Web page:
This is what we hoped to see, although it is a little late in the season for it to be in its prime.
|Developing seed capsule|
The survey of 2017 resulted in only 51 plants being counted, although there is at least one other location in the park which likely had a few individuals. However that location is even more remote, and seldom looked at.
While we were at the Triphora site, we came across some great examples of the Beech Blight Aphid, a.k.a. Boogie Woogie Aphid.
The latter name is due to its action when a branch is bumped or it otherwise feels threatened. They all make themselves a little bigger with their rear end stuck higher, waving a thread-like feature of their anatomy. Supposedly this collective behaviour might scare away any birds looking for a meal along the branches.
After leaving the Triphora site, I took the OP staff to the site of another orchid. It is Autumn Coralroot (Corallorhiza odontorhiza). It is tiny as well, although not endangered. This first photo shows what it might look like from a metre or so away.
I also took a bit of time on a recent visit to check out some of the goldenrod, where late season pollinating insects abound. There were the usual wasps and flies. On this occasion I was checking out the Syrphid flies, also known as hover flies or flower flies. The black and yellow patterns are attractive, and help identify them to species. Due to the great number of Syrphids, I posted some of the images on BugGuide, an on-line database designed for people across North America to post images and have them identified. In spite of some of the varied reference books I have at home, the number of insects one will come across is huge, and this on-line database is immensely useful. Here are three Syrphids species that I photographed, although when I initially photographed them, I thought there might have been more than three species. I was not aware of the different patterns between males and females of the species.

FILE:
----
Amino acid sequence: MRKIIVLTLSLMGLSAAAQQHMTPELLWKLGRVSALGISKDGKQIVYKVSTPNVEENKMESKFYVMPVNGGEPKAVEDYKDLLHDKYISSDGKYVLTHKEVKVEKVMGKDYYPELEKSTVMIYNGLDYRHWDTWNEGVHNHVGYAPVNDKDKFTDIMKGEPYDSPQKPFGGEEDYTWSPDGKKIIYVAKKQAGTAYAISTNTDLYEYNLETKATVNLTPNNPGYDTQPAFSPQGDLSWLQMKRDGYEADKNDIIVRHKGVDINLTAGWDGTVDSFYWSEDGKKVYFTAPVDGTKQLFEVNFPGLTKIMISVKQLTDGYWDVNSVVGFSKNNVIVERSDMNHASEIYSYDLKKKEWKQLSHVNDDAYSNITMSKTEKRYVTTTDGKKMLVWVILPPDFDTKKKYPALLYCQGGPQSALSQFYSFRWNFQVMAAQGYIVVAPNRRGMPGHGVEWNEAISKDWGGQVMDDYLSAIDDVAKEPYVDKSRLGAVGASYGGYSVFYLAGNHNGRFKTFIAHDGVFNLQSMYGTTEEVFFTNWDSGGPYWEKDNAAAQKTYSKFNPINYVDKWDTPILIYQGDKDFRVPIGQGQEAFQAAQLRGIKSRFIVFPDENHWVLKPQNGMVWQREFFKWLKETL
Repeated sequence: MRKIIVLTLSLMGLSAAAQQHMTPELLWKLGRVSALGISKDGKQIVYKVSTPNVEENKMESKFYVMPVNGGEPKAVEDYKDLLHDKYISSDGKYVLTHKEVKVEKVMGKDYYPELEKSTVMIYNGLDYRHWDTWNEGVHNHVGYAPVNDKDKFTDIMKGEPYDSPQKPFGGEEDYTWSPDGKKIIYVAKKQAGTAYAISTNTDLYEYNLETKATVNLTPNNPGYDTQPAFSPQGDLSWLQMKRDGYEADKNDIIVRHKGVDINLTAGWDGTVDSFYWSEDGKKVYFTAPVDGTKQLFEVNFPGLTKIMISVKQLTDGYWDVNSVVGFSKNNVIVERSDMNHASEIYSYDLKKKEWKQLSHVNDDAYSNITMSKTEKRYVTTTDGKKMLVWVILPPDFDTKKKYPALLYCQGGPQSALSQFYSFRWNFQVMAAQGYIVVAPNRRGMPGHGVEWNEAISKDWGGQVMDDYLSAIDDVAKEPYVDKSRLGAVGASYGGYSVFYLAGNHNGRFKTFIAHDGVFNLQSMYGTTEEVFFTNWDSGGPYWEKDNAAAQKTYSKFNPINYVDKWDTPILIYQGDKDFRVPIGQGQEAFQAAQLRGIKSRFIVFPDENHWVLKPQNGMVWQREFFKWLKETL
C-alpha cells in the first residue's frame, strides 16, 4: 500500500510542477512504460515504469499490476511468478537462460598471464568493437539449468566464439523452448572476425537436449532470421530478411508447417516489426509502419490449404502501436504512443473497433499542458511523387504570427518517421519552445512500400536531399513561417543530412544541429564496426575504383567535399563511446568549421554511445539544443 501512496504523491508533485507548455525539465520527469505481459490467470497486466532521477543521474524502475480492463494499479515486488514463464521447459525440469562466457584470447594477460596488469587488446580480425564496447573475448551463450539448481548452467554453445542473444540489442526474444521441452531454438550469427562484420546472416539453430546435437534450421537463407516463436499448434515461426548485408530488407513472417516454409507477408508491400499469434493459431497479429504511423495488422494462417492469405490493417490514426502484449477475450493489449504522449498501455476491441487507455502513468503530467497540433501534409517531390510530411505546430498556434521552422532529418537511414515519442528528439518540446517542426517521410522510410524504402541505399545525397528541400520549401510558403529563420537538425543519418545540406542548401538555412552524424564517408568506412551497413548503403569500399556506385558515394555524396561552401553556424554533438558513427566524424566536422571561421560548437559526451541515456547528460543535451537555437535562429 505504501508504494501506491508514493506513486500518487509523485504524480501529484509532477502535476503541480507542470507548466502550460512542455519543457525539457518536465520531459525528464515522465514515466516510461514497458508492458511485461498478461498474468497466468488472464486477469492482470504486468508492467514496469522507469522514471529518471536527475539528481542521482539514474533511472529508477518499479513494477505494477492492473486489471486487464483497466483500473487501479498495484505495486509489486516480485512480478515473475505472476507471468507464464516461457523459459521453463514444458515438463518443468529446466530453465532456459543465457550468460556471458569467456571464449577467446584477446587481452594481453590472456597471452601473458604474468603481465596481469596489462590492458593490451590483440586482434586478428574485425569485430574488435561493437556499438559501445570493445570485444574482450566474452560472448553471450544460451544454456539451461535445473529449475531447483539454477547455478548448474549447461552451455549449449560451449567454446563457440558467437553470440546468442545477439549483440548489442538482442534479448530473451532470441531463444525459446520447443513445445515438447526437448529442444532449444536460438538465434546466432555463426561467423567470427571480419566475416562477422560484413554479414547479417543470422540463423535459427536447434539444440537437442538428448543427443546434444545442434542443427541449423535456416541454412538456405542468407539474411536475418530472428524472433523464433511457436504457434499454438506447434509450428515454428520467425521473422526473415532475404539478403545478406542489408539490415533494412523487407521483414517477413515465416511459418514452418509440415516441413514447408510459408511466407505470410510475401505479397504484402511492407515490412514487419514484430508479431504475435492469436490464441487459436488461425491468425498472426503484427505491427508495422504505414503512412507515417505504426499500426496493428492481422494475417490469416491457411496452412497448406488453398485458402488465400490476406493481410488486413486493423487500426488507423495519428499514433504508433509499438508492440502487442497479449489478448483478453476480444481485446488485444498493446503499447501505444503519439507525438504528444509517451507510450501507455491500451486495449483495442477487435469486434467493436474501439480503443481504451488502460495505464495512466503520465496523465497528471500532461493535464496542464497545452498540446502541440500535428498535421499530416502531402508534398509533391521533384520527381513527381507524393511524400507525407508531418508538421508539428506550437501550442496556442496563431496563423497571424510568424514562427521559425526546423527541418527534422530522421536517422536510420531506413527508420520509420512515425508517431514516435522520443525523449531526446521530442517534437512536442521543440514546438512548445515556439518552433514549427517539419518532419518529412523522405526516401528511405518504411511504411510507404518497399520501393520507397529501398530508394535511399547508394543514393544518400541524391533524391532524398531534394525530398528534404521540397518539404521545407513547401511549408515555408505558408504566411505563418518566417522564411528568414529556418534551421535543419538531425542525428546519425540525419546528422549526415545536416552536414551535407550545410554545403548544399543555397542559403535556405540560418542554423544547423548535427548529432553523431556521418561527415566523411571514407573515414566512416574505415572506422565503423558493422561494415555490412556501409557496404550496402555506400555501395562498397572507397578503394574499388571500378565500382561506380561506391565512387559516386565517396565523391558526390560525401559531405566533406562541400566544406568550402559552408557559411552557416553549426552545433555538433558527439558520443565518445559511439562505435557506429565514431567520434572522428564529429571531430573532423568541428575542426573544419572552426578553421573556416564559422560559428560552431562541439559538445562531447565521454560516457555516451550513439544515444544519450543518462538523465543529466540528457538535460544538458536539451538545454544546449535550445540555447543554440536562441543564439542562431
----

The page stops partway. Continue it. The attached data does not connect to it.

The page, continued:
|White-banded Flower Fly (Eristalis dimidiata) female|
|Erstaliis dimidiata male|
|Transverse Flower Fly (Eristalis transversa) female|
|Eristalis transversa male|